YouTube cuts off 210 channels for spreading Hong Kong protest disinformation


23 Aug 2019105 Views

Share on FacebookTweet about this on TwitterShare on LinkedInShare on Google+Pin on PinterestShare on RedditEmail this to someone

Image: AP

Share on FacebookTweet about this on TwitterShare on LinkedInShare on Google+Pin on PinterestShare on RedditEmail this to someone

YouTube has shut down 210 channels it believes are working together to spread disinformation about the ongoing protests in Hong Kong.

YouTube said it disabled more than 200 videos this week that appeared to be part of a coordinated effort to spread misinformation about the ongoing protests in Hong Kong. The video removals come just days after Twitter said it had suspended more than 200,000 accounts it linked to a Chinese government influence campaign against the protests.

Facebook also said it had suspended accounts and removed pages after being notified by Twitter. Google, which owns YouTube, did not explicitly implicate the Chinese government but said the videos were related to the similar disclosures from Facebook and Twitter.

Social media companies have faced criticism about the spread of misinformation on their sites and have taken actions to combat the issue in recent months.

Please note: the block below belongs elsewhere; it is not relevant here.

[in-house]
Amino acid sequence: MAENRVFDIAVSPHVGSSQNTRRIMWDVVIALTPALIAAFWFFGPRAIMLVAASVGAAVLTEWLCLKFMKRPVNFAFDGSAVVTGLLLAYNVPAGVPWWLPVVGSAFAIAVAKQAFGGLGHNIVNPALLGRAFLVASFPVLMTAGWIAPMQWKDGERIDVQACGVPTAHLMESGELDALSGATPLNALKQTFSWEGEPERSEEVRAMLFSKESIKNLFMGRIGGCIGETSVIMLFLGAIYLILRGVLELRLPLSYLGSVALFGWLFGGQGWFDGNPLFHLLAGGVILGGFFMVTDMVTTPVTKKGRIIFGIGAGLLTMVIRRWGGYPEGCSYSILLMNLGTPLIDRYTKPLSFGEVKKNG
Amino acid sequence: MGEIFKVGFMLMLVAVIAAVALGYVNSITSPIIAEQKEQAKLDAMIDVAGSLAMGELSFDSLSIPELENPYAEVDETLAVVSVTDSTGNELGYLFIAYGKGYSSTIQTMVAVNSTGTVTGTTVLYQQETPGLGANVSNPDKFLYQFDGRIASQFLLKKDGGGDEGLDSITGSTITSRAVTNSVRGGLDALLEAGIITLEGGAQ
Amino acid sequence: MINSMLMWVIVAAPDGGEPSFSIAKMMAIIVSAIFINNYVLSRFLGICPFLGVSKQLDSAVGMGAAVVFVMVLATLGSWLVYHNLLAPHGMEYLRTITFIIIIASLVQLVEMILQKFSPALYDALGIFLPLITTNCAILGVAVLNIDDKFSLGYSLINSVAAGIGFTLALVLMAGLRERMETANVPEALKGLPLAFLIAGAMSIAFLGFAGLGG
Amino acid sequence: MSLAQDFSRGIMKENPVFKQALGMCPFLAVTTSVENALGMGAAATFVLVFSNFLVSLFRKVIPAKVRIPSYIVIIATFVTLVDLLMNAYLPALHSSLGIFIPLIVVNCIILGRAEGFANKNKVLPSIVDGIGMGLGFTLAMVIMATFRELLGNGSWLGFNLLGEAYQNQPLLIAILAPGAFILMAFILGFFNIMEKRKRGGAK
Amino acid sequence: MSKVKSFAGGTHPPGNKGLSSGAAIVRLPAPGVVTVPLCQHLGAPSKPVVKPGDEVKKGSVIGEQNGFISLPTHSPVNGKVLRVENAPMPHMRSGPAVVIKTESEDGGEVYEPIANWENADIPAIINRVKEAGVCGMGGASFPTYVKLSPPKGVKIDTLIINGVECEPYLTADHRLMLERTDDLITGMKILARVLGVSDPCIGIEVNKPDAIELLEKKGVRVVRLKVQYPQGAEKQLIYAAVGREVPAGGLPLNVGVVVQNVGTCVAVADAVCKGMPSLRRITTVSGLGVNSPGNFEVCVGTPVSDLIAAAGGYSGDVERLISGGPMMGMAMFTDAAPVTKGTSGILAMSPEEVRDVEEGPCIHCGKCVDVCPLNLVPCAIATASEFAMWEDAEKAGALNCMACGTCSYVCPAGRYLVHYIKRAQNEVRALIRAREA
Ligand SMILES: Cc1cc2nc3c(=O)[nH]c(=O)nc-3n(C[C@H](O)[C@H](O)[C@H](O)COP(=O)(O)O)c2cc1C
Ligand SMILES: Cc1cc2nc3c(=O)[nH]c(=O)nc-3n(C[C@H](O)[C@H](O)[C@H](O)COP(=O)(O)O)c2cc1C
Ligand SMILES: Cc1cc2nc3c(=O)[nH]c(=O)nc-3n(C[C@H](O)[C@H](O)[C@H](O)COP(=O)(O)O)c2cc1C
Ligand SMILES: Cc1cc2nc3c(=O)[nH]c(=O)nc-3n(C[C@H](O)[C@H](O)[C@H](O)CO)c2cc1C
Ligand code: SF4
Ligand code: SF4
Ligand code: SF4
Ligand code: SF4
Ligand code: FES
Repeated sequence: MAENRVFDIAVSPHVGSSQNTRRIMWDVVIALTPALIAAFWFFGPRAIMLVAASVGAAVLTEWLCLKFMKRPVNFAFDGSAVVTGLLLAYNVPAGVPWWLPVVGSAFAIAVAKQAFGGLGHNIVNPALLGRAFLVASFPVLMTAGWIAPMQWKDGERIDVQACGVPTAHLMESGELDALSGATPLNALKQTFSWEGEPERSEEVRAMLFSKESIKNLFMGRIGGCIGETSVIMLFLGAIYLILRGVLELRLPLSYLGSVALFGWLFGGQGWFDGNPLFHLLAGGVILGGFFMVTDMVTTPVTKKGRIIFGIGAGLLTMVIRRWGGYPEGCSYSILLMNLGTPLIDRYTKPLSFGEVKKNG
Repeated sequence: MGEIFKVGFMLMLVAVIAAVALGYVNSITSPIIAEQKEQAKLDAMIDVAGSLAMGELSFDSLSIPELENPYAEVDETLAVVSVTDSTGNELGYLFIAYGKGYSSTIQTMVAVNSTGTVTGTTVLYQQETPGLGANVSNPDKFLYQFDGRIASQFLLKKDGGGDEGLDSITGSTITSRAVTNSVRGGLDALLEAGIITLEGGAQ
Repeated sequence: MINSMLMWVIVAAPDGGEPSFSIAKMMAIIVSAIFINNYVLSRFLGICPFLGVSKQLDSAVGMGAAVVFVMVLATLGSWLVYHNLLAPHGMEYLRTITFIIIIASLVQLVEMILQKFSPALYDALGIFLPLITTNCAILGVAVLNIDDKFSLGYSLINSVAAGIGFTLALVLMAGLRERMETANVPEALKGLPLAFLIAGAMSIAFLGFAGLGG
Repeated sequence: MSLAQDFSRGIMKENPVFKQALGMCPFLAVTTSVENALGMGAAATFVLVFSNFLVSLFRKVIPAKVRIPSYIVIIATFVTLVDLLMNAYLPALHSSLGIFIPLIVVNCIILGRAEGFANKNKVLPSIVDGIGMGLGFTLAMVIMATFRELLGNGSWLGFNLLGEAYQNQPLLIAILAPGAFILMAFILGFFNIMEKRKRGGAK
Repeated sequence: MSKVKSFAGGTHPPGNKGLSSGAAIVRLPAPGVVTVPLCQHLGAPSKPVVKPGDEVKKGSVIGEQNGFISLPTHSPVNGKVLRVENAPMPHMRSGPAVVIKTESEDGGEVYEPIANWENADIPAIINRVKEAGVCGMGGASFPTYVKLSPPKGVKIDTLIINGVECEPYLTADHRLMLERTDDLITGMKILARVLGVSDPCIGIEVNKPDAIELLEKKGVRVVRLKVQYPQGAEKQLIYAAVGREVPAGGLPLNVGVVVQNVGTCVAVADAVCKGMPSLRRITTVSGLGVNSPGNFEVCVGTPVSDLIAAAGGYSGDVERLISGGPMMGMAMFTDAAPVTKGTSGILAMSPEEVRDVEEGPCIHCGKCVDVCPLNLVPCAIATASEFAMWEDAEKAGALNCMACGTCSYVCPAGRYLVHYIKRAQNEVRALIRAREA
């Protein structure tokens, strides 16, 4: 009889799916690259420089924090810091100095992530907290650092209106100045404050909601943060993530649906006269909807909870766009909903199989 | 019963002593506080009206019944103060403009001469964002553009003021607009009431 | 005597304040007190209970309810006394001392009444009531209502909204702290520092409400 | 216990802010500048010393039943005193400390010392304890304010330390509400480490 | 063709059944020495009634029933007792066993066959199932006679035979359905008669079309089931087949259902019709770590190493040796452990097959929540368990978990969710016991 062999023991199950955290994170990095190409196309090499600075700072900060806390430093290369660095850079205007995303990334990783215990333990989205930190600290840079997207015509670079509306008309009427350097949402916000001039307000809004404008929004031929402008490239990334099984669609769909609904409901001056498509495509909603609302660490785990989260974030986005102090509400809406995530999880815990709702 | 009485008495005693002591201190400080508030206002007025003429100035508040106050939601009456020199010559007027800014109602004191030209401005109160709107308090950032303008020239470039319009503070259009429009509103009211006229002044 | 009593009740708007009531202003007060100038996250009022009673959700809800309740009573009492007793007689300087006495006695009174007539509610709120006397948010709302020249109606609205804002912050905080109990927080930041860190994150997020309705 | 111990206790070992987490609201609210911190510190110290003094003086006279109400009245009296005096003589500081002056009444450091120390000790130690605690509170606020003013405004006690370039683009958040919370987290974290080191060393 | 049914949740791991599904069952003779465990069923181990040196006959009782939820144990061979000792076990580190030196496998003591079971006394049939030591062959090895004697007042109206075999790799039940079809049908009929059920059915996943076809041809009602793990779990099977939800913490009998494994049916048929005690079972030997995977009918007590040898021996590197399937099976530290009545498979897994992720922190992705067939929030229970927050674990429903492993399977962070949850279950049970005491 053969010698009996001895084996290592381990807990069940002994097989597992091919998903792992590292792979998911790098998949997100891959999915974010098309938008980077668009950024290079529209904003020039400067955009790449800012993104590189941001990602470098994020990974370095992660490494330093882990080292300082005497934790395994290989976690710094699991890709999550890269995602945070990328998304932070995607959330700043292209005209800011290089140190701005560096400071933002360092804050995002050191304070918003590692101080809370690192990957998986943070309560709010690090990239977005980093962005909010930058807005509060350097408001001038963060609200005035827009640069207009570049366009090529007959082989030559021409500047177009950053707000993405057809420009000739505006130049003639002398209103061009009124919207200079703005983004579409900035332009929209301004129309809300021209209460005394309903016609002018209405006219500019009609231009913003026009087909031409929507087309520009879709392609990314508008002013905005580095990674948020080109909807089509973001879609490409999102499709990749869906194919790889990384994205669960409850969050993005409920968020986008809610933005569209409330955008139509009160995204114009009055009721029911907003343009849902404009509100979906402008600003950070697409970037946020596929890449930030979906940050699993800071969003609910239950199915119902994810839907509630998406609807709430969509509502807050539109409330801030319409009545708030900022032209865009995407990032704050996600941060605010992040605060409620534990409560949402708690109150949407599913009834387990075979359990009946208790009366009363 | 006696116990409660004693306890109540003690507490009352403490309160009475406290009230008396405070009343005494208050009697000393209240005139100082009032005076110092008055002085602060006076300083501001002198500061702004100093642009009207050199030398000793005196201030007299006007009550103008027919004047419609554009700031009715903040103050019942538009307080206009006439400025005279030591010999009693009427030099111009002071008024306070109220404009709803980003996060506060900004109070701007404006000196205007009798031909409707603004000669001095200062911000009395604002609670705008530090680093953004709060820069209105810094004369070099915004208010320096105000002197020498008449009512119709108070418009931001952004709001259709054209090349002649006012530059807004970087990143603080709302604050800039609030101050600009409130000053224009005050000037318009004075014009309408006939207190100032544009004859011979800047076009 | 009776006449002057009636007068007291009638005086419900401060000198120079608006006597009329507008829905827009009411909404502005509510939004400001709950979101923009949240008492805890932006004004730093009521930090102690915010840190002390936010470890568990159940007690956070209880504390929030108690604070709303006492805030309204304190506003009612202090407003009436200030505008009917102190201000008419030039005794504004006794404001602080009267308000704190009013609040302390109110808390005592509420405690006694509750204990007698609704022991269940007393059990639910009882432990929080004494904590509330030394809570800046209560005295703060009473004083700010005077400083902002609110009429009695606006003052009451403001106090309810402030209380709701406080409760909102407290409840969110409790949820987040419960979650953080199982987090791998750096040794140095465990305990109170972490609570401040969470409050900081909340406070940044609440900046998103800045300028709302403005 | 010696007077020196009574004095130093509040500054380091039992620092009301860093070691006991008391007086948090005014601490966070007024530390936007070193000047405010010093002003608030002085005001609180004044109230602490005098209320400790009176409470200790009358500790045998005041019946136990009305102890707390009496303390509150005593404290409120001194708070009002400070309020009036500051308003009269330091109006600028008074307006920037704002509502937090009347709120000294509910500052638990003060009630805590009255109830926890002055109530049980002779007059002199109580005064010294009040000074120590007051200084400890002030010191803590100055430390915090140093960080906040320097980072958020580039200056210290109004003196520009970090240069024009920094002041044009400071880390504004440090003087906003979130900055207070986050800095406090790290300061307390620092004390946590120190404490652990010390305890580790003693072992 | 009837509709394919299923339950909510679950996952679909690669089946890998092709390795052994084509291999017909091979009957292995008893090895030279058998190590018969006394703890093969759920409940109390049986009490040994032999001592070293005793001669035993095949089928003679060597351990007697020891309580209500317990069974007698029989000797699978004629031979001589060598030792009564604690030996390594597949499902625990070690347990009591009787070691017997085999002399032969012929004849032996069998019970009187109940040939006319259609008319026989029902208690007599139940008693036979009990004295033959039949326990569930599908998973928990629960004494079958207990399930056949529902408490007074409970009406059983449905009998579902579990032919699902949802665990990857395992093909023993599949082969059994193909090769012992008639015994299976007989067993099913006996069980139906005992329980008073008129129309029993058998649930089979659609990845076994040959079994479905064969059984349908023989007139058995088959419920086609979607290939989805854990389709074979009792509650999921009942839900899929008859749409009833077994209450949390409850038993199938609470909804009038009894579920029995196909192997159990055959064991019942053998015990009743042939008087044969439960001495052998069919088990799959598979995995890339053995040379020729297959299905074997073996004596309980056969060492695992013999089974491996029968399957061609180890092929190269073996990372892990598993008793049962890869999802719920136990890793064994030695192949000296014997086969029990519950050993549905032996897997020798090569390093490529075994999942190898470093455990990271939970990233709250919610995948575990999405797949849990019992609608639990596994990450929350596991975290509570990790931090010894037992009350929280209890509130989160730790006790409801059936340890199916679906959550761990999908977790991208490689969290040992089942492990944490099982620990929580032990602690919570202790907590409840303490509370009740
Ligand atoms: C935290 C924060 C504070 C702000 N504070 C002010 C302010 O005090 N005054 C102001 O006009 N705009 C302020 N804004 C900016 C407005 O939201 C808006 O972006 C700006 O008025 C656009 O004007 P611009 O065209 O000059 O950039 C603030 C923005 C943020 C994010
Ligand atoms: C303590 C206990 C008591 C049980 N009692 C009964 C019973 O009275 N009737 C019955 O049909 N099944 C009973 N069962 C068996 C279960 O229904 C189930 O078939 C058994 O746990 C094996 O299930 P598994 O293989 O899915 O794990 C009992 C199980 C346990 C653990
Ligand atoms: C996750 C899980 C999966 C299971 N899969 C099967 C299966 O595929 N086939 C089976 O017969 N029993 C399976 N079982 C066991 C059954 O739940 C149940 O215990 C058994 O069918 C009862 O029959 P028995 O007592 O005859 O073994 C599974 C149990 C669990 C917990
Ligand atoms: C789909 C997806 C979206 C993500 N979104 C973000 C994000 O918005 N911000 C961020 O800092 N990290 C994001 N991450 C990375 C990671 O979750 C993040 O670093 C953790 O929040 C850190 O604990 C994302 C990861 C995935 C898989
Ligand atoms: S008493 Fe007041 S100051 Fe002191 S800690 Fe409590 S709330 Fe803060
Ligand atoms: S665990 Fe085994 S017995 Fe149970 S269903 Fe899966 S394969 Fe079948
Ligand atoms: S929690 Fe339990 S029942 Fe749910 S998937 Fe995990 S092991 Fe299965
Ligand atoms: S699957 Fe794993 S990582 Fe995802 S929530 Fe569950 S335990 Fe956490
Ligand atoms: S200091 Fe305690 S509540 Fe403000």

In a blog post, Shane Huntley, director of software engineering for Google Security’s Threat Analysis Group, said: “Earlier this week, as part of our ongoing efforts to combat coordinated influence operations, we disabled 210 channels on YouTube when we discovered channels in this network behaved in a coordinated manner while uploading videos related to the ongoing protests in Hong Kong.

“We found use of VPNs and other methods to disguise the origin of these accounts and other activity commonly associated with coordinated influence operations.”

The decision comes just a few days after Google and other major web browser providers challenged plans by the Kazakhstan government to track its citizens’ activity online by asking them to install a state-backed security certificate.

If installed, privacy advocates warned that the government would be able to intercept, decrypt, analyse and reanalyse all encrypted HTTPS traffic.

Parisa Tabriz, senior engineering director for Google Chrome, said: “We will never tolerate any attempt, by any organisation – government or otherwise – to compromise Chrome users’ data. We have implemented protections from this specific issue and will always take action to secure our users around the world.”

– PA Media, with additional reporting by Colm Gorey